NOBLE APE MAILOUT - MAY 2004
This month has been pretty solely devoted to Noble Warfare. Approaching the development from both sides, the first part of the month was spent updating the Ocelot interface. There is now a clear division between the Noble Ape Simulation version and the Noble Warfare version, currently codenamed Warscape.
The second part of the month was spent working through the two troop type combat issues. In particular an effect I have referred to as 'the pub brawl' - where combatants assume a cloud formation and circle rapidly around the opposing combatants causing numerous smaller battles to spiral out in closed formations.
In terms of stability, Noble Warfare has received roughly a day of solid testing over the month. The development still exists in two halves. On one side the game engine is tested through the GPI;
This allowed development on Mac and Windows transparently. On the other side is Warscape and the interface development. The integration of these two parts is ongoing. I outlined a set of dot points for this integration of the Noble Warfare development through the Source Log;
There is quite a bit of development work to go but it is amazing to see the evolution of the AI and the resilience of the combatants with implicit AI.
At the end of the month, the development returned to interface issues. This time looking at the mouse interacting with the combatants. The initial unit ordering and movement through mouse interaction borrows heavily from a number of game interfaces.
The history of the Noble Ape development changed in 2001;
As part of the Stockholm Re-Write, the complete source base of the Noble Ape development went under a BSD-style Open Source License. Commercially, the BSD-style license is known for its ease of exploitation. In fact the legacy of both Open Source license families, both BSD-style and GNU's GPL, is commercial exploitation through diverging methods. In the case of the GPL (as recent press indicates), through the wholesale purchase of IP rights through closed contracts with the FSF and the relevant corporations.
The popular rationale is the exploitation that occurs with Open Source is outweighed by the collaborative effects of Open Source and the benefit gained from a broader Open Source community. I have written extensively about how the latter point is relatively minimal in the day-to-day development of Open Source. The commercial exploitation element is something which has been particularly noticeable in the past year.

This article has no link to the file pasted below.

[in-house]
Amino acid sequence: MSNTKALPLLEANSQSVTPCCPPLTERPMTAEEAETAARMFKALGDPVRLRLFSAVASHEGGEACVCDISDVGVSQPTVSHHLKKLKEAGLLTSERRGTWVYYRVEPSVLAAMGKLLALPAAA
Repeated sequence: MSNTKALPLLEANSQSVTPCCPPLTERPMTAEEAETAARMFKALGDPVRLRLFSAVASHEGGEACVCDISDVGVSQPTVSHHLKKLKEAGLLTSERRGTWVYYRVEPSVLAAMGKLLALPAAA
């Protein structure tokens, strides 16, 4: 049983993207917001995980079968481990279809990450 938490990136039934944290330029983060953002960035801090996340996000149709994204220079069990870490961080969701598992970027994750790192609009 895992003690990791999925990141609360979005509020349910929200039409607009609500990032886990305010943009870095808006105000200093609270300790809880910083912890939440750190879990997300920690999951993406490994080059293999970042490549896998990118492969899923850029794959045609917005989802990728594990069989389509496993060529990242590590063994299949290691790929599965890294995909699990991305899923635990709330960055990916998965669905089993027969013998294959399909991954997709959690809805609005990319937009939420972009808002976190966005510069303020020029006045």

The solution is to include a full open source clause similar in principle to the GPL license. If the user of the source is using the source for a development where all the source code is made publicly available. If the source is being used in a development where the full source won't be made publicly accessible, then the potential user needs a new agreement and can not use the source code presented.
All this discussion is relatively idealistically focused. Obviously if someone wants to exploit the source, they have every opportunity. In fact, in the recent commercial use of the source code, the acknowledgment clauses of the previous license was totally ignored. The ethical enforcement of Open Source is an independent issue.
Every six months, I delve into the Simulation's documentation and find it even more out of date. Whilst I was writing the mailout this month, I referenced the documentation for the Simulation history and found it was more than eighteen months out of date.
Whilst Noble Warfare and the Noble Ape Simulation continue in development, the documentation requires a similar level of maintenance. The priorities with the development has always been with software. The development doesn't release documentation, nor could it expect documentation downloads like the software development.
Where does this leave the documentation now? I would like to put some effort into the documentation once the beta of Noble Warfare is completed. This would allow both new documentation for Noble Warfare to be written but also the remaining documentation could be integrated and updated where needed.
Hope all is well with you all,
Tom Barbalet, 30 May 2004.